Ireland extends lead over Luxembourg in ETF industry
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Luxembourg has fallen further behind Ireland as an exchange traded fund domicile in Europe and the gap is expected to widen.
Ireland is now home to more than two-thirds of European ETF assets, with a 67 per cent market share and assets under management of €939bn as of the end of January, according to Morningstar data.
Luxembourg is the second-largest domicile with €276bn, representing a 20 per cent share.
Ireland has long been the largest domicile, but the gap has widened in recent years with Ireland’s assets under management growing by 159 per cent from the end of 2018 until the end of January, while Luxembourg’s grew 79 per cent.
“It’s most likely a gap that will continue to widen,” said Andrea Murray, head of business development at Blackwater Search and Advisory.
She said much of Ireland’s dominant market share was driven by a favourable tax treaty for US equity ETFs, reducing withholding tax on dividends to 15 per cent, whereas Luxembourg-domiciled US equity ETFs are liable to the full 30 per cent rate.
“That’s a significant difference that can eat into much-sought-after returns,” Murray said.
“In addition, Dublin is home to a growing talent pool of ETF experts and members of the ecosystem, which can only help propel Ireland’s dominance that much further.”
Europe’s ETF market is set to reach $1.7tn by the end of this year and $3.1tn by 2030, according to EY.
Abrdn recently registered its first two ETFs in Ireland, while Axa Investment Managers chose Ireland for its first funds when it launched an ETF business last year.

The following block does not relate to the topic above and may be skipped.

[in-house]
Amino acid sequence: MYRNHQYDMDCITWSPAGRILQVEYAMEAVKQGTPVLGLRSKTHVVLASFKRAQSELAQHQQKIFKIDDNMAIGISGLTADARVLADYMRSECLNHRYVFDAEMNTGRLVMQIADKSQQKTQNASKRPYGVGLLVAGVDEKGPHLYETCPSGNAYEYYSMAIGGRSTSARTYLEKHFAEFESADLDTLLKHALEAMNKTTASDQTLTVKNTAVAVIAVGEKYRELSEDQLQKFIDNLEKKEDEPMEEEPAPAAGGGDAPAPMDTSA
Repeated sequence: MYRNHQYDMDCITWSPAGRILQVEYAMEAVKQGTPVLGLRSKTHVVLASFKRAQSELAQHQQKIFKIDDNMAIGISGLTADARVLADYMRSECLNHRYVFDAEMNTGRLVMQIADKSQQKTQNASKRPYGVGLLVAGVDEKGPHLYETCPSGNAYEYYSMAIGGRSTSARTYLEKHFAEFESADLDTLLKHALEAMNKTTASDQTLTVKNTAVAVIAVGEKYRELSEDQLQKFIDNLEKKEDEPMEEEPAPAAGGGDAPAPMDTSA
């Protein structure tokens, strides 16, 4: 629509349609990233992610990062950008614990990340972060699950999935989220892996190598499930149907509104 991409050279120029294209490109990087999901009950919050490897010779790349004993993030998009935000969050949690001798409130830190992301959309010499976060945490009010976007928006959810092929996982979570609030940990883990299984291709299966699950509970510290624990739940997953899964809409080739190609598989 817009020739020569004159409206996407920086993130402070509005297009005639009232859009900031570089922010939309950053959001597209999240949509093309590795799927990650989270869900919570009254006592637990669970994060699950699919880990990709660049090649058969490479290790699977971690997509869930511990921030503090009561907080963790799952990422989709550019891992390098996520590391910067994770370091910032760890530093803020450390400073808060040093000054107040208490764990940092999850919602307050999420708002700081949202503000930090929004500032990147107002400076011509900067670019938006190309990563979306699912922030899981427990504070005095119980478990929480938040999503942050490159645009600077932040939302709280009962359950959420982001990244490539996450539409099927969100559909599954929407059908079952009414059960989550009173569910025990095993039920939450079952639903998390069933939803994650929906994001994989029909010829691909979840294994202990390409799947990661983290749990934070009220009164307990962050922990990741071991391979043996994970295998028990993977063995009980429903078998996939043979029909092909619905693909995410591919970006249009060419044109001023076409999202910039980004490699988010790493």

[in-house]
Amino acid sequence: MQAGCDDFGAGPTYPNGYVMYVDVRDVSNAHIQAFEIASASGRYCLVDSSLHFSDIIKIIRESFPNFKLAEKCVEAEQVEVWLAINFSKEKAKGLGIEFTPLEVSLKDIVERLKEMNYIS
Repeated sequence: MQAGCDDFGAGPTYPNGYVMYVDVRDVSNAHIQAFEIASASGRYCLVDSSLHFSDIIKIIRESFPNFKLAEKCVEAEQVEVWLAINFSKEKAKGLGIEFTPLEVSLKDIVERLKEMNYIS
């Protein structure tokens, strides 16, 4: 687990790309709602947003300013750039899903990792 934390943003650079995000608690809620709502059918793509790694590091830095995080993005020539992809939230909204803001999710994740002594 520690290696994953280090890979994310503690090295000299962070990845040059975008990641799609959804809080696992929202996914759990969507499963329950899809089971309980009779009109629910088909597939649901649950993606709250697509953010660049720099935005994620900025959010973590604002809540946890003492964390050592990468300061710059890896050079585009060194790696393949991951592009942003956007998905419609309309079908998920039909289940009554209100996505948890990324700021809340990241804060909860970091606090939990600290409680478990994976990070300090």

Amundi and BNP Paribas Asset Management both recently announced new ETFs in Ireland, having previously focused on Luxembourg as a domicile.
BNP Paribas AM cited the tax treaty when it announced the funds, adding that it had expansion plans in markets such as the UK, Switzerland and the Nordic countries, “where investors have a preference” for Ireland-domiciled funds.
But Deborah Fuhr, founder of ETFGI, said there were other issues beyond taxation.
“It’s challenging to get the tax treaty between Luxembourg and the US changed, but I don’t think it’s just about that,” she said.
“Many of the ETF issuers globally are headquartered in the US, so historically there was a more natural fit with Ireland, given many Irish people live in the US, plus the English language alignment made it easier.”
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Ms Fuhr added that Ireland’s service provider capabilities were historically more advanced than Luxembourg’s, but that Luxembourg has had a bigger share of ETFs aimed at German, Swiss and French markets.
Despite this, BNP Paribas AM and Axa IM have both cited Germany and Switzerland as target markets for their Ireland-domiciled ETFs.
Lisa Kealy, EY’s ETF leader for Europe, the Middle East, India and Africa, said: “The European ETF market is currently receiving strong investor demand and reporting positive inflows, with Ireland and Luxembourg driving much of Europe’s activity.
“Both markets have built up decades-long credibility in the ETF space, and have strong regulatory frameworks in place.”
She added that both jurisdictions had expanded their market share within Europe over the past five years, with Ireland growing 26 per cent annually and Luxembourg 19 per cent.
*Ignites Europe is a news service published by FT Specialist for professionals working in the asset management industry. Trials and subscriptions are available at igniteseurope.com.